The latest Northwest Treaty Tribes magazine features a story about how the Nisqually Tribe is looking at the genetics of out-migrating juvenile chinook to find out how many adult chinook have spawned in recent years.
From the magazine:
From 2012 to 2014, the tribe operated an adult salmon trap to sample chinook returning to the Nisqually River. In addition, the tribe has been working with the state Department of Fish and Wildlife since 2013 to take genetic samples from out-migrating juveniles at a smolt trap.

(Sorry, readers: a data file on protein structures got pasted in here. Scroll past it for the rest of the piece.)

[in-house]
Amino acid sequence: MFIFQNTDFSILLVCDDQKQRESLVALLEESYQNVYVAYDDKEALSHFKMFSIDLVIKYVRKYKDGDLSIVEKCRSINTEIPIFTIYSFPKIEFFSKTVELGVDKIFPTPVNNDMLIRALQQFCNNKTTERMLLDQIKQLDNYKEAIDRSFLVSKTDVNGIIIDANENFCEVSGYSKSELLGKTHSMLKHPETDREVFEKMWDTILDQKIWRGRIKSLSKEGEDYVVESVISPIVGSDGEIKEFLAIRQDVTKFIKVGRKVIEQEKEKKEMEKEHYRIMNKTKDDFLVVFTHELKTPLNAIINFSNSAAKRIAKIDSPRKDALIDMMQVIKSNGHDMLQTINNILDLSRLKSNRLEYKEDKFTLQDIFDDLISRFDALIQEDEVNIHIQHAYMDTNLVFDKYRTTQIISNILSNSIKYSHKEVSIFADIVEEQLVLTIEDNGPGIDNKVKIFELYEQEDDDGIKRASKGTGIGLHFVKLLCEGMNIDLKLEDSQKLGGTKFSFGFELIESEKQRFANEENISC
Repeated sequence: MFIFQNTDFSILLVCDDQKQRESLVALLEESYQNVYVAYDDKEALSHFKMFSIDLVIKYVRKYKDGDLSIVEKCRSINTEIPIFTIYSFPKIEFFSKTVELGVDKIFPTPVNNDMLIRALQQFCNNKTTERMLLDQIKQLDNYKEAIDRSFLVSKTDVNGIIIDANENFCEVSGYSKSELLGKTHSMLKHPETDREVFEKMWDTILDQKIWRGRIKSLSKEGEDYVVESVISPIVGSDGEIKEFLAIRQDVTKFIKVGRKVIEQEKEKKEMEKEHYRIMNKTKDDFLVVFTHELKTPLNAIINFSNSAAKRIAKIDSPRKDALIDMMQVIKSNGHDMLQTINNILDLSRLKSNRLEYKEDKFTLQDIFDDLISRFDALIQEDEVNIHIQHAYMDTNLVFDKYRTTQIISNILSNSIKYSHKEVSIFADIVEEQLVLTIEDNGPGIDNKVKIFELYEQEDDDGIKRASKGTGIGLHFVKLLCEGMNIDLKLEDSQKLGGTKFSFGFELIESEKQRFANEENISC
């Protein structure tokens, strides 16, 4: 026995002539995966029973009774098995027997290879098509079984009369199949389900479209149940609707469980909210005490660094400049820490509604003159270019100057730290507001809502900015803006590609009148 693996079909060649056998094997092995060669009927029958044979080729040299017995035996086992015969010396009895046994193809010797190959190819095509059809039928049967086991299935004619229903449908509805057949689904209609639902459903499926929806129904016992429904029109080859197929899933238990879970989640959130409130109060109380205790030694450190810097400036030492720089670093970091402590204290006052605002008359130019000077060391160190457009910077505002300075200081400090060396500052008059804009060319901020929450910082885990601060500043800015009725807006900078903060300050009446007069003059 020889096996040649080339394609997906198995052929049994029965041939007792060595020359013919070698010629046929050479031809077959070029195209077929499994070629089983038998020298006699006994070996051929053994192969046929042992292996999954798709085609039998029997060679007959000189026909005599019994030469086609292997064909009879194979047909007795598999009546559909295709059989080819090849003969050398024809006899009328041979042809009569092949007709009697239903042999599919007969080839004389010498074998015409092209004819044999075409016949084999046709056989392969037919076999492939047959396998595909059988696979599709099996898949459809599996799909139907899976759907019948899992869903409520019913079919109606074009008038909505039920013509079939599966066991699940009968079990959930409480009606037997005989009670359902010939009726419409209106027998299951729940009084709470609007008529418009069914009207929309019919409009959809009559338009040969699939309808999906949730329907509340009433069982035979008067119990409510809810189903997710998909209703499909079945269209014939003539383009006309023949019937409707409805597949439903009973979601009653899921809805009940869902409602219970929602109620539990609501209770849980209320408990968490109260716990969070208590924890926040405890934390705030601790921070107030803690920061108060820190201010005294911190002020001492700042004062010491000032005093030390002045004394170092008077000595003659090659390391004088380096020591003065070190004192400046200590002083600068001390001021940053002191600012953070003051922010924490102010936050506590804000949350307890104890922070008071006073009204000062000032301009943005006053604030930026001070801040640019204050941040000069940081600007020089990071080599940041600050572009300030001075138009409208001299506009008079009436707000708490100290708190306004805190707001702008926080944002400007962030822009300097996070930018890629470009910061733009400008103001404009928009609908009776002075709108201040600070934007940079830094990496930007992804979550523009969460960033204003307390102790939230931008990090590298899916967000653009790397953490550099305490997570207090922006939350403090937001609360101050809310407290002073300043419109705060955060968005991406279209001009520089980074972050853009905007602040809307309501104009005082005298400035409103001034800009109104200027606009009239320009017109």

A smolt trap is a safe and effectivedevice to catch and count a portion of out-migrating salmon.
“We have a good idea of the genetic makeup of the adult run and we have a random sample of the out-migrating smolts they produced,” said David Troutt, the tribe’s natural resources director.